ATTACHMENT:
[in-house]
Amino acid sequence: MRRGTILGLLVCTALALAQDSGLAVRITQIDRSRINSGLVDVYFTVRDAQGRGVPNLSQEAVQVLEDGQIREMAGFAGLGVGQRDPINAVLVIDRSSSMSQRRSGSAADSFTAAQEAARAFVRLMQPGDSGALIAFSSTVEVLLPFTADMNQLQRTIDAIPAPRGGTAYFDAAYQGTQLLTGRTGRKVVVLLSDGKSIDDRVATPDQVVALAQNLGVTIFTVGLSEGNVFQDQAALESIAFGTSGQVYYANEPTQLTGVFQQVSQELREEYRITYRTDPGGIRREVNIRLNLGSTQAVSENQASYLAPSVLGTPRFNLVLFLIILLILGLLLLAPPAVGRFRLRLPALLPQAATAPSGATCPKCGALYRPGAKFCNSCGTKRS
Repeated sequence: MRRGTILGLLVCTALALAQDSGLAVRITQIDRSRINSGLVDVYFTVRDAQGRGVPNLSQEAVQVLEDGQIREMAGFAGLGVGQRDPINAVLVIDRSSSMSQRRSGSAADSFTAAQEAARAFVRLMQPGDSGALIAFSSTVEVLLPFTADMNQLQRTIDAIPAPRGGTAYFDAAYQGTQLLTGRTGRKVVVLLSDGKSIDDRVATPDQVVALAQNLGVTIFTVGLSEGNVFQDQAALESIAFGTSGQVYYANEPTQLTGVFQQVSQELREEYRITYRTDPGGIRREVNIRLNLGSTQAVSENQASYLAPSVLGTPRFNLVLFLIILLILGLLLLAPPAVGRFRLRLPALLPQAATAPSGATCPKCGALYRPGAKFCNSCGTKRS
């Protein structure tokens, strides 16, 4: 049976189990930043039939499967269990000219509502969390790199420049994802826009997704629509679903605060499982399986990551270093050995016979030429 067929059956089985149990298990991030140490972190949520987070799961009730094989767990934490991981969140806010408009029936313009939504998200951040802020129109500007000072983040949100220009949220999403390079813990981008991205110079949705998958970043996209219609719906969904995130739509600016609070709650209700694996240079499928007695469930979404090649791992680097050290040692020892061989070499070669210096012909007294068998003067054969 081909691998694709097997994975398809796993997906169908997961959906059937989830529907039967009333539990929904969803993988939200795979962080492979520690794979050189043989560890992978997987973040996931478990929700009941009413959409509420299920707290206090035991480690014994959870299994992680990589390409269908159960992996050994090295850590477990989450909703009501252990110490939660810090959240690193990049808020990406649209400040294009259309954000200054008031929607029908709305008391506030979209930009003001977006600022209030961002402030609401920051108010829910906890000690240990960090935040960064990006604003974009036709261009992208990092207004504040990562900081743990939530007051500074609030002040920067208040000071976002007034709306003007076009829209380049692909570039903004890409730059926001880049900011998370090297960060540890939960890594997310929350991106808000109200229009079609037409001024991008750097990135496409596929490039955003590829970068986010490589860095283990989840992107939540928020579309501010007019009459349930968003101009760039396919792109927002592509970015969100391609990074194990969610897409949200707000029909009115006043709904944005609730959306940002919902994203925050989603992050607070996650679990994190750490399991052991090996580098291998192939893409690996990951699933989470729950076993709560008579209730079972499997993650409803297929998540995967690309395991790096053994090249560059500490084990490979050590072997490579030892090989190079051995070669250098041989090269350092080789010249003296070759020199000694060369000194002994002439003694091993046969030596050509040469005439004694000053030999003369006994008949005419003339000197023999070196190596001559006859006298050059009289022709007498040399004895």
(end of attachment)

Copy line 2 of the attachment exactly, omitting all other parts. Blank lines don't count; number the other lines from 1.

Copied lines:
Amino acid sequence: MRRGTILGLLVCTALALAQDSGLAVRITQIDRSRINSGLVDVYFTVRDAQGRGVPNLSQEAVQVLEDGQIREMAGFAGLGVGQRDPINAVLVIDRSSSMSQRRSGSAADSFTAAQEAARAFVRLMQPGDSGALIAFSSTVEVLLPFTADMNQLQRTIDAIPAPRGGTAYFDAAYQGTQLLTGRTGRKVVVLLSDGKSIDDRVATPDQVVALAQNLGVTIFTVGLSEGNVFQDQAALESIAFGTSGQVYYANEPTQLTGVFQQVSQELREEYRITYRTDPGGIRREVNIRLNLGSTQAVSENQASYLAPSVLGTPRFNLVLFLIILLILGLLLLAPPAVGRFRLRLPALLPQAATAPSGATCPKCGALYRPGAKFCNSCGTKRS